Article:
Fool’s gold glitters as brightly as the real thing, but a lot of valuable time and money can be wasted figuring out the difference. The proposal to price carbon pollution in America put forward recently by noted conservatives and fossil fuel companies may be a fresh, constructive way to tackle climate change, but make no mistake – – it is little more than a shiny object that could do more harm than good.
Joining the hundreds of thousands of marchers in Washington DC to highlight the need for global action on climate change, I could not escape noticing that it was the same day as President Trump’s 100th day in office. With news media (and many clever signs in the March) bombarding us with “first 100 days” report cards, I began thinking about what the next 100 days might look like and soon realized that Americans – – especially Trump supporters – – are about to become the big losers.
You would think a President who appoints the CEO of Exxon/Mobil and the former Governor of Texas to key cabinet positions would love the oil and gas industry. Perhaps he does, but his latest executive order amounts to an unintentional regulatory shot across the bow of Big Oil & Gas.
From what we’ve seen of the President-elect so far, he seems to like big, bold ideas. Here’s one that could change the world.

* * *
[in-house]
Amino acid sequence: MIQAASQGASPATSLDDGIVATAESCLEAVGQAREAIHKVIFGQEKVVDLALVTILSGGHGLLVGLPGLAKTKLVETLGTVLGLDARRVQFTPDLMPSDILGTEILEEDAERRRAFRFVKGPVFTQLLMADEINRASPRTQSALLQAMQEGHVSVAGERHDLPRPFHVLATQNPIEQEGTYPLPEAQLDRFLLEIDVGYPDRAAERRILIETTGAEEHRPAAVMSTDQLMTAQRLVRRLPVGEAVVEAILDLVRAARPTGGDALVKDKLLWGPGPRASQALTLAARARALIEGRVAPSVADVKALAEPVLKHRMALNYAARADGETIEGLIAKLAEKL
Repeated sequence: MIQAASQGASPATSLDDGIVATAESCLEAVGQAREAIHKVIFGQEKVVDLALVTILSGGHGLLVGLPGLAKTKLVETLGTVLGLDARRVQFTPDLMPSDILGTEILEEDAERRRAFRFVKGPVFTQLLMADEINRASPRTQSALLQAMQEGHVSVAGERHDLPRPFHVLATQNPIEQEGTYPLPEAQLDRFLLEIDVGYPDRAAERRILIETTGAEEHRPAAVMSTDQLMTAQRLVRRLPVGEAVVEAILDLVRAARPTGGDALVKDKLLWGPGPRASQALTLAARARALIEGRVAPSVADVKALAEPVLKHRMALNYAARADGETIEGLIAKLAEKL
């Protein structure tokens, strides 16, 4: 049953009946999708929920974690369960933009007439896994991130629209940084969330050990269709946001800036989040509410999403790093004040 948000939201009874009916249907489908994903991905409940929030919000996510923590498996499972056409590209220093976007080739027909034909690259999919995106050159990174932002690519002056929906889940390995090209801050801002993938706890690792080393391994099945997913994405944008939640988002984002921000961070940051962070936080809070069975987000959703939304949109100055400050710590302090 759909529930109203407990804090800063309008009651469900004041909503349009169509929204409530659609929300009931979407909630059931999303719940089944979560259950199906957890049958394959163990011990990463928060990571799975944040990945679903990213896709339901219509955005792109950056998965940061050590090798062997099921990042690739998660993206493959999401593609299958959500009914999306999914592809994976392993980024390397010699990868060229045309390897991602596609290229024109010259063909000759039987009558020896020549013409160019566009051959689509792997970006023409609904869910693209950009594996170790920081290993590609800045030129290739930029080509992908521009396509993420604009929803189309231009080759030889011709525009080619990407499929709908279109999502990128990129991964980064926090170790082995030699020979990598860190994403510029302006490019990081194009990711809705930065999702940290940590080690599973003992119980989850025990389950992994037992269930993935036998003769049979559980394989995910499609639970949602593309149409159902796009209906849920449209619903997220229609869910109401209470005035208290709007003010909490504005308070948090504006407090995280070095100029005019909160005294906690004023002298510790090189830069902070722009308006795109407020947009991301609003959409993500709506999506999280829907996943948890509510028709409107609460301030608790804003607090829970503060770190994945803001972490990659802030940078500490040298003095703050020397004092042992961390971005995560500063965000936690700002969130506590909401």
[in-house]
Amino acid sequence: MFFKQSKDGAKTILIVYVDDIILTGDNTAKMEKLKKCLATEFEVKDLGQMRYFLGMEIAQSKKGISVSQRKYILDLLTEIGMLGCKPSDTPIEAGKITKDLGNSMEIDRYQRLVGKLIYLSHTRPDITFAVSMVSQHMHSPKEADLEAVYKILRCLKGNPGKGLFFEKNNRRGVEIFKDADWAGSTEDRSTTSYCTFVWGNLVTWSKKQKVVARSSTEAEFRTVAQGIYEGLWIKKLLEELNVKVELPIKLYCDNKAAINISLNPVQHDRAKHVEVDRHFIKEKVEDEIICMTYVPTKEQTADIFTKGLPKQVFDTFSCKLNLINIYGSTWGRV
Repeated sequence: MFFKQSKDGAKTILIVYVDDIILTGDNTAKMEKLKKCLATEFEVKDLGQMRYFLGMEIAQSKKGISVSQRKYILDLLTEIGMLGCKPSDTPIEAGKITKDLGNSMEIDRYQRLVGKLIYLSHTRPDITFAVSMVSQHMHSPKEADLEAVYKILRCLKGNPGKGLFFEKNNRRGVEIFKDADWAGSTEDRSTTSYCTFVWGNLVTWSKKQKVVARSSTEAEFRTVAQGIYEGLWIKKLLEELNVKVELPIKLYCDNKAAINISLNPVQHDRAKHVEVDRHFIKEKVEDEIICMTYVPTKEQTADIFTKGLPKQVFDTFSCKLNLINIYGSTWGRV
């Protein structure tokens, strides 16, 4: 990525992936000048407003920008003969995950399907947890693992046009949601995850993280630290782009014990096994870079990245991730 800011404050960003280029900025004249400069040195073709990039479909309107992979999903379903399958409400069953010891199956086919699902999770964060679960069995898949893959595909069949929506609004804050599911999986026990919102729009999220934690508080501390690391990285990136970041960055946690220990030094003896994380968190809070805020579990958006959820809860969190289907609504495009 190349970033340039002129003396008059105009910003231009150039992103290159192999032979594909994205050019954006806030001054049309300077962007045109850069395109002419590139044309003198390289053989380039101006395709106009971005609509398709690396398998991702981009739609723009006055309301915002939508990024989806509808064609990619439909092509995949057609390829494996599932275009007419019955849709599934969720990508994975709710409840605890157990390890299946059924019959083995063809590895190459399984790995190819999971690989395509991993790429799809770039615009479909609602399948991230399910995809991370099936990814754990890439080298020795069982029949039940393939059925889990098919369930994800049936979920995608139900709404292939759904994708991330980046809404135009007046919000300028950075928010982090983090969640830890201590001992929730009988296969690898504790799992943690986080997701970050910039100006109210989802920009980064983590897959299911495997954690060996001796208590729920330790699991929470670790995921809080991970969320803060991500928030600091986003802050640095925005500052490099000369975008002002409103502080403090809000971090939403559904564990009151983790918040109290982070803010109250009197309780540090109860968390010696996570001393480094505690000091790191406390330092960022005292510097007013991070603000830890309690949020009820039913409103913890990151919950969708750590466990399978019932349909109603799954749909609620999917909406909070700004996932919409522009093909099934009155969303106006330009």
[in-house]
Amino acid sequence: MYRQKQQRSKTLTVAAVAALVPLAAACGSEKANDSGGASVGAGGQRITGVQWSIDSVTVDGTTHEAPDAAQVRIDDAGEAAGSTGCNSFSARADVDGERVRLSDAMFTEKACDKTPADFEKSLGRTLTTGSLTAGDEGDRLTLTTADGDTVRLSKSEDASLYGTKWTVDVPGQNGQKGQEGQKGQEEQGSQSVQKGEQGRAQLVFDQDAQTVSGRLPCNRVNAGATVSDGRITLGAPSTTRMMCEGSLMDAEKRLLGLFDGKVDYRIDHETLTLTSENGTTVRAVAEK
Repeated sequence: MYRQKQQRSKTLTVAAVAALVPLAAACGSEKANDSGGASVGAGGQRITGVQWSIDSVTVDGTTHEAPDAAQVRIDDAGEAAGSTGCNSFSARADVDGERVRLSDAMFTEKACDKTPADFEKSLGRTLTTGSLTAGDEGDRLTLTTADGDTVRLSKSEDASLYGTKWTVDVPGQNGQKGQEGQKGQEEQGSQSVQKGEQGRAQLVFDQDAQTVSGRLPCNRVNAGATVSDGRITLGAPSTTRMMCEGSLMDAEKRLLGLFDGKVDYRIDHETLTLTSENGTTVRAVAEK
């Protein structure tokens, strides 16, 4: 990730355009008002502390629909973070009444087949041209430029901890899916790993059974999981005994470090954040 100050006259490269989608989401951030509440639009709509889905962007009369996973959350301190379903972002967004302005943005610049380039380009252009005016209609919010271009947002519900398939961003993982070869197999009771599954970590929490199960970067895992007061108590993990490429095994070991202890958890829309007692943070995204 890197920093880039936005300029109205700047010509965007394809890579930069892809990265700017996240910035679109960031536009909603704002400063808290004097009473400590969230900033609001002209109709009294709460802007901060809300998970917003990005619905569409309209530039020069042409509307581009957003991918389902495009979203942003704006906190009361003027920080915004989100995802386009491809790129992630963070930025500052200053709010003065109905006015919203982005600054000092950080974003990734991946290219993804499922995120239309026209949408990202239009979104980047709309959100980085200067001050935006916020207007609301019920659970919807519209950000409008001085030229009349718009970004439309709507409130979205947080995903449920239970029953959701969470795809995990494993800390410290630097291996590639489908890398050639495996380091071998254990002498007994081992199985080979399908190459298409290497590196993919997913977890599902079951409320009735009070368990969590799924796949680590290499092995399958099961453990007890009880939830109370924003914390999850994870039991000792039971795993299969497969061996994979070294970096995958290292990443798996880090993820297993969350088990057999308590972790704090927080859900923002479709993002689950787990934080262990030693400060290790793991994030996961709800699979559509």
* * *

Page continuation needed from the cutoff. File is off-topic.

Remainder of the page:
Here are two facts about the man who will soon be President of the United States, only one of which can be true.
Shortly before the start of World War II, Adolf Hitler decided that every German should be able to afford a car, so he created and subsidized the Kraft durch Freude (Strength through Joy) Wagen.
Traveling through the Middle East this week, I heard unprecedented pessimism from colleagues in government and the private sector about the health of economies that are mostly dependent on the flaccid price of oil.
‘Tis the season of prognostications in the media for 2016, but how can anyone make serious predictions in a world full of uncertainties and surprises (think Trump, Paris terror attacks, and Kobe Bryant’s retirement)? To guide my own conjecture, I looked back at 2015 for signposts and found four big ones worth mention.
As the former Secretary of the California EPA, and in my current role as the President of Seventh Generation Advisors and Strategic Advisor to the R20 Regions of Climate Action, I have long been an advocate for the power of action at the state and local level in the fight to curb climate change.
A new global agreement on climate change is in the works and could be completed later this month in Paris. It’s a good thing, because epic droughts, record-breaking heat and cold waves, and killer storms have become the new normal, along with countless other examples that validate the predictions that have been made by our best scientists for decades. But pledges from national governments alone may not be sufficient to solve this global existential challenge – – they must be backed up by action.